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~ Two Baking Basics: Baking Soda & Baking Powder ~

6a0120a8551282970b0148c677d1ed970cWhat's is the difference between baking soda and baking powder?  What's the difference between evaporated milk and condensed milk?  What's the difference between natural and Dutch process cocoa powder?  What's the difference between all-purpose, bread, cake and pastry flour?  When it comes to baking, these are top-shelf examples of questions I get asked.

Baking soda (also known as bicarbonate of soda or sodium bicarbonate) is a slightly salty alkaline that comes to us in the form of a fine white powder.  It releases carbon dioxide gas when combined with an acid liquid, such as buttermilk, sour cream, yogurt, honey, cocoa, any citrus juice or vinegar.  This gas is what causes some doughs or batters to rise.  Baking soda is also used a lot for cookie baking.  Baking soda is single-acting, as opposed to double-acting (like baking powder), which means its gas is released just once -- immediately when introduced to moisture.  Unless it is used simultaneously with baking powder (which will give dough or batter a second rise in the oven), it must be mixed with the dry ingredients before adding any of the acidic liquid.  Then the resulting batter must be transferred immediately to the prepared baking pan and placed immediately into the preheated oven.  I know this sounds frenzied, so let me explain it to you this way:  work as quickly as possible without getting sloppy or messy and it will be ok.

Note:  Always follow your recipe and use the amount of baking soda recommended.  The decision to use more should be considered carefully as it is not necessarily the right one.  More baking powder will definitely result in a bigger rise, but too much will neutralize the flavorful acidic liquid, resulting in your end product tasting flat and boring.

Baking powder is a leavener containing a combination of baking soda, an acid (such as cream of tartar) and a moisture-absorber (such as cornstarch) to keep the mixture dry, preventing a reaction until liquid is added to it.  It too comes to us in the form of white powder.  When mixed with any liquid (unlike baking powder which requires an acidic liquid), it releases carbon dioxide gas bubbles that cause quick breads, biscuits, muffins, scones or cakes to rise (batters that lack the structure to hold gas bubbles for more than a few minutes).  There are three basic kinds of baking powder:  1) double-acting (the most common), which means it contains two acids which release gas at two different times in two different ways (once, very quickly when it first becomes wet, then, a second time, when exposed to oven heat); 2) single-acting tartrate, and; 3) phosphate baking powders.  The latter two, which release their gases as soon as they are moistened,  are very hard to find in American markets because of the popularity and reliability of double-acting baking powder.  While batters using double-acting baking powder do allow the baker to relax somewhat (as time is not as critical as it is when using baking soda alone), for best results, they should still be placed in the hot oven within 5-10 minutes of mixing.  To repeat what I said above:  work as quickly as possible without getting sloppy or messy.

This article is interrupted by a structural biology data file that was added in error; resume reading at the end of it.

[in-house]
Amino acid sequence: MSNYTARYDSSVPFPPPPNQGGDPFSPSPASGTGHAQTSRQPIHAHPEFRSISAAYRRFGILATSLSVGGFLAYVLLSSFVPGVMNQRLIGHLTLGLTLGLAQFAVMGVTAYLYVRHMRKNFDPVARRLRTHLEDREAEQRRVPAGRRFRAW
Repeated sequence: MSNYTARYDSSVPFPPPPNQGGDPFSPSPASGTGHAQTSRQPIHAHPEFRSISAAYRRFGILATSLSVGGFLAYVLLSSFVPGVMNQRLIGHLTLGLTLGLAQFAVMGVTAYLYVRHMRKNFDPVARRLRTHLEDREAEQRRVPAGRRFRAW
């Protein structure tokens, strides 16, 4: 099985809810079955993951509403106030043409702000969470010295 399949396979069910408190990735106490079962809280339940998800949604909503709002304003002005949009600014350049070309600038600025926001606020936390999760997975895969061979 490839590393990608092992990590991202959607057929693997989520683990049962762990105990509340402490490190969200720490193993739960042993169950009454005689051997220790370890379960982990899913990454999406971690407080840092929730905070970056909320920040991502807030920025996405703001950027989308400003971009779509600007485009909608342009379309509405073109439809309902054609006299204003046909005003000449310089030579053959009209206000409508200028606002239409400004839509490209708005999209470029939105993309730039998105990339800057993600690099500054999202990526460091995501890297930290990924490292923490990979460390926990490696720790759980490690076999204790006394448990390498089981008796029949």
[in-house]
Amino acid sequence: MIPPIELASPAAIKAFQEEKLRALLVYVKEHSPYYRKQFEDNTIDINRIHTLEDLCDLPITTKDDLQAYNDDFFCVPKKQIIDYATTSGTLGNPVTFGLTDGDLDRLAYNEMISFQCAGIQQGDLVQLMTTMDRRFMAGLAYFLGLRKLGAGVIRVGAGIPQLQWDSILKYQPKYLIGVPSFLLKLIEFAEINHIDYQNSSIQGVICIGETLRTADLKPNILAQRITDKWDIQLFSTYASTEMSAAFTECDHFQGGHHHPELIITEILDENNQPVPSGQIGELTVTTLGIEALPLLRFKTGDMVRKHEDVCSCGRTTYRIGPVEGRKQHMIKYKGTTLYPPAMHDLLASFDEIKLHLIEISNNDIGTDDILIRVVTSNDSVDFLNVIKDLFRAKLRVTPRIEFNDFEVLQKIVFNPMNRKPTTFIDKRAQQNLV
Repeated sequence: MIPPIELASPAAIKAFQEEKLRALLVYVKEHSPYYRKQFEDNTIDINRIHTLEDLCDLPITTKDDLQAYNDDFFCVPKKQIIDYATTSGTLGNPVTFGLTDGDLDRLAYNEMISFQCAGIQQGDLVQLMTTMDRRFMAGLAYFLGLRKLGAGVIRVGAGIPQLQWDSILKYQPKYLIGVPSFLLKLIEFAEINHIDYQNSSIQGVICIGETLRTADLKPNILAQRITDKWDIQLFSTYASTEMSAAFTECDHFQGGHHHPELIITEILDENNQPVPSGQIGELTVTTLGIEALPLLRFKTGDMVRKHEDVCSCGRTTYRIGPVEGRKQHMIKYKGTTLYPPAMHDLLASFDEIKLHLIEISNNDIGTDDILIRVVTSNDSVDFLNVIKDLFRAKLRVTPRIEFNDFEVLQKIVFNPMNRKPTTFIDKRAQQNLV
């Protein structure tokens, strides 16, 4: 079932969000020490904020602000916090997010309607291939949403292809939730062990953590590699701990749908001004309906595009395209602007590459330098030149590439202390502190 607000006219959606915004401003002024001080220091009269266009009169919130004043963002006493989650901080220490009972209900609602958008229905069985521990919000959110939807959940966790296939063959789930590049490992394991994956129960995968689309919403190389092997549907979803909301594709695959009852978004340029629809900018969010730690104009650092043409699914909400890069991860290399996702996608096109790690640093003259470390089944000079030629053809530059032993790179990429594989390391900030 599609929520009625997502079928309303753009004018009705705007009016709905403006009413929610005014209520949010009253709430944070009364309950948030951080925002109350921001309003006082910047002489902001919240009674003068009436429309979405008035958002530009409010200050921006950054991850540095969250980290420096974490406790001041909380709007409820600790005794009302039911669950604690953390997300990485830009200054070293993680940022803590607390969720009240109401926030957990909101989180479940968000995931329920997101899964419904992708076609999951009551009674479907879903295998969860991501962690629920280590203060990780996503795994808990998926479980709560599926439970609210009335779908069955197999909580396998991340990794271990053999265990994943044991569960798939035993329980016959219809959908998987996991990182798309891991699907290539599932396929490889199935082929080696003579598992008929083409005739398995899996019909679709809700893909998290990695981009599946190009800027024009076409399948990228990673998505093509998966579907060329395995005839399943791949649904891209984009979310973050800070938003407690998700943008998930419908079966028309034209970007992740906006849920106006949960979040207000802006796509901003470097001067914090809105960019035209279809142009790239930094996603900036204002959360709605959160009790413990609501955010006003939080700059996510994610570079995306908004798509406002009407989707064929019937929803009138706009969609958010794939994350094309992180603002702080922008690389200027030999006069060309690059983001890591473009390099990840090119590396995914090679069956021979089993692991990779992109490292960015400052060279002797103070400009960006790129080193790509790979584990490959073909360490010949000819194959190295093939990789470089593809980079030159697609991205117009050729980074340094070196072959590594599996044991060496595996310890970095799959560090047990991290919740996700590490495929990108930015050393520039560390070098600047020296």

Note:  Baking powder is perishable and should be stored in a cool, dry place.  Always check the expiration date on the the can before purchasing or using it.  If it's close to or a bit past the expiration date, it's wise to test to see if baking powder still packs a punch:  Combine 1 teaspoon of it with 3-4 tablespoons hot water.  If it bubbles/fizzes enthusiastically, it is fine to use.

FYI:  You can substitute baking powder for baking soda but you can't use baking soda when a recipe calls for baking powder.  Be aware, when substituting baking powder for baking soda, you will have to use more of it, which might affect the taste of the end product.  Also, in a pinch, you can make your own baking powder by mixing two parts cream of tartar with one part baking soda.

"We are all in this food world together." ~ Melanie Preschutti

(Commentary and Photo courtesy of Melanie's Kitchen/Copyright 2010)


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